I’ve been trying to write a post about something nice and Christmassy that I did at the weekend, but I’m not getting very far. This is because I am also chasing last minute bits and pieces for an event which may or may not happen tomorrow evening, as it is totally weather dependent. Meanwhile, outside the weather is taunting me with an impressive medley and I keep leaping up to take photographs. I suppose I’m only encouraging it.
So far this morning we have had high winds and heavy, heavy rain; thunder and lightning; three separate hailstorms; sleety-rainy-haily stuff and now, brilliant sunshine.
I’m expecting a rainbow and perhaps some snow by this afternoon’s school run.
The other post will follow soon enough. But in the meantime Amy left a comment asking for the chocolate shortbread recipe which I mentioned in this post – here it is, Amy, and sorry that it’s taken so long for me to get round to writing it up. It’s not mine, but from The Great British Book of Baking (the first one, as I think there might be a second one).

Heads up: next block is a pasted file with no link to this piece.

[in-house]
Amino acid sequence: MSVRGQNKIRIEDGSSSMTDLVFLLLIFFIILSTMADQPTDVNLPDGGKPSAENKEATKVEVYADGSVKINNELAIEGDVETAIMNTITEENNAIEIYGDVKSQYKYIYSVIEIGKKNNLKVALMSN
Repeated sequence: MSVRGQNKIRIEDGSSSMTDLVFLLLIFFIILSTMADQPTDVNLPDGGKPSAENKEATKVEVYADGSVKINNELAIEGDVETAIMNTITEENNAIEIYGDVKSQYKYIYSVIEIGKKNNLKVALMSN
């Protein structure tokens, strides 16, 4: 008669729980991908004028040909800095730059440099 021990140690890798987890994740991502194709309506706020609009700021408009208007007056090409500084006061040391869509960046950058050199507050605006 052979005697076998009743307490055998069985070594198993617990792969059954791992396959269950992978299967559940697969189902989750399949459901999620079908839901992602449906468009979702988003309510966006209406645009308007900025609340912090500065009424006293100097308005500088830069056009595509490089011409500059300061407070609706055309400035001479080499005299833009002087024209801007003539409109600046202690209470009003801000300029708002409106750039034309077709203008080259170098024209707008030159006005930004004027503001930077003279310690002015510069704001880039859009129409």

Ingredients: 260g plain flour; 100g caster sugar (plus a little extra for sprinkling); 40g cocoa powder; pinch of salt (not necessary, I think if you use slightly salted butter); 200g unsalted butter, chilled and diced.
Preheat the oven to 180C/350F/gas 4 Grease a loose-based 20.5cm cake tin
Put flour, sugar, cocoa and salt into a mixing bowl and stir well to combine. Add the butter and rub into the dry ingredients until it resembles fine damp sand, or sandy crumbs. Tip it into a prepared tin and press into an even layer using the back of a spoon. Finally prick the dough well with a skewer or a fork, and then score into 12 sections.
Bake in the oven for around 25 mins until just firm.
Remove from oven and sprinkle with a little more caster sugar and then, before removing it from the tin, carefully cut along into the pre-marked sections. Leave to cool before removing from tin. This might be difficult as it smells wonderful, and you may be tempted to eat it, but it is still quite crumbly at this stage, and will set firmer as it cools.